Rock and roll blasted onto the scene in 1955 with Bill Haley and Chuck Berry and Elvis.  Bullshit.  Ever listen to rhythm and blues from the late forties and early fifties?  It was already there.  Hell, even the claim that Rocket 88 from March 1951 as the first rock song is dubious.  There were a lot before it and even the jazz standard How High the Moon got a treatment from Les Paul and Mary Ford in January of 1951 that has an electric guitar that sounds one hell of a lot more like the rock and roll guitar we now all know and love than anything in Rocket 88.  I guess it just wasn't popular enough with the kinder yet.  Speaking of popular...

Jaws and Star Wars ruined the movies (because they weren't considered high art and made too much damn money).  Yeah, because movie studios were always about high art, not box office.  In the early seventies, when Hollywood was making movies like The Last Detail and The Conversation and all those other movies that brought about the renaissance of the alleged second Golden Age and, supposedly, no one was making big-budget bloated studio crap anymore, the big box office winners were Airport (grossed over $60,000,000 in its initial run and went on to gross more than $100,000,000 overall worldwide), The Poseidon Adventure, Earthquake and The Towering Inferno ($116,000,000 worldwide).  So I guess Jaws and Star Wars really pissed on the whole "Art Films About Burning Buildings" trend Hollywood had going.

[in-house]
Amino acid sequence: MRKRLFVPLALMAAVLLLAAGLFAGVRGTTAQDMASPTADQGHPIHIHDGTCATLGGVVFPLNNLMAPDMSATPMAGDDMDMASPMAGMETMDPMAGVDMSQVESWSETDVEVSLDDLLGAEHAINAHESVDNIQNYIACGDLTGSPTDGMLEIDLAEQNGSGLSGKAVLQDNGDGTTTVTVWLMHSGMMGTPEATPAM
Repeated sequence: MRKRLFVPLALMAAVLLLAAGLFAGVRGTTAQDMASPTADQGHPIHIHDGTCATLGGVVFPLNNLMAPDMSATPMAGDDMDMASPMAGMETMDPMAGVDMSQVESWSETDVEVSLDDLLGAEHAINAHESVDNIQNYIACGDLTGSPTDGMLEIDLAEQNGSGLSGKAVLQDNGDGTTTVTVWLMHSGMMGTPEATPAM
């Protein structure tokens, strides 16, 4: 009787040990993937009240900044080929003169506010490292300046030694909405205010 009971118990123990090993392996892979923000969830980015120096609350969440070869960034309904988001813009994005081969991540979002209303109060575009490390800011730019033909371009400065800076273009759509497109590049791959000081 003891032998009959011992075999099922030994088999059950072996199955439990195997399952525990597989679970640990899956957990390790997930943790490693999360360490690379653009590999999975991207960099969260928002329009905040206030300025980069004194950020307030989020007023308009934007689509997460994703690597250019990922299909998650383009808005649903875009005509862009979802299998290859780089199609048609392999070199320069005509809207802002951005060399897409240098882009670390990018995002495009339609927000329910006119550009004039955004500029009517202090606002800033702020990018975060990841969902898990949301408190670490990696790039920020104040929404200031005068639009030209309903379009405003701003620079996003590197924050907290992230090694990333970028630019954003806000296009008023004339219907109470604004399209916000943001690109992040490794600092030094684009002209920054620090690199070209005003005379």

"This is completely new!  No precedent whatsoever!
I'm shocked... and stunned!"
Or how about this one:  "[insert classic and beloved film title here] was hated by critics and audiences upon release."  I love this one, it crops up all the time.   It comes about because we want to make ourselves feel smarter, more insightful than those who came before us.  This one took some effort on my part to disprove when I was younger but that's just what I did, unwittingly.  When I heard decades ago from Hollywood interviewees and historians and documentaries that The Wizard of Oz was panned upon release and really not generally liked in 1939 (and aren't we so much smarter than those idiots?) I went to the library and pulled out the reference guides to Variety, The Hollywood Reporter, Time, The New York Times and on and on.  I wanted to read those pans.  Boy did I have a hard time finding the ones they were talking about!  There may have been a couple of reviews that weren't crazy for the movie but for the most part, terrific reviews all around.  Also, good box office and a slew of Oscar nominations.  So, yeah, about it not being liked in 1939... shut up.  Ditto for It's a Wonderful Life.  Stop trying to make current generations seem smarter by making past generations seem like morons.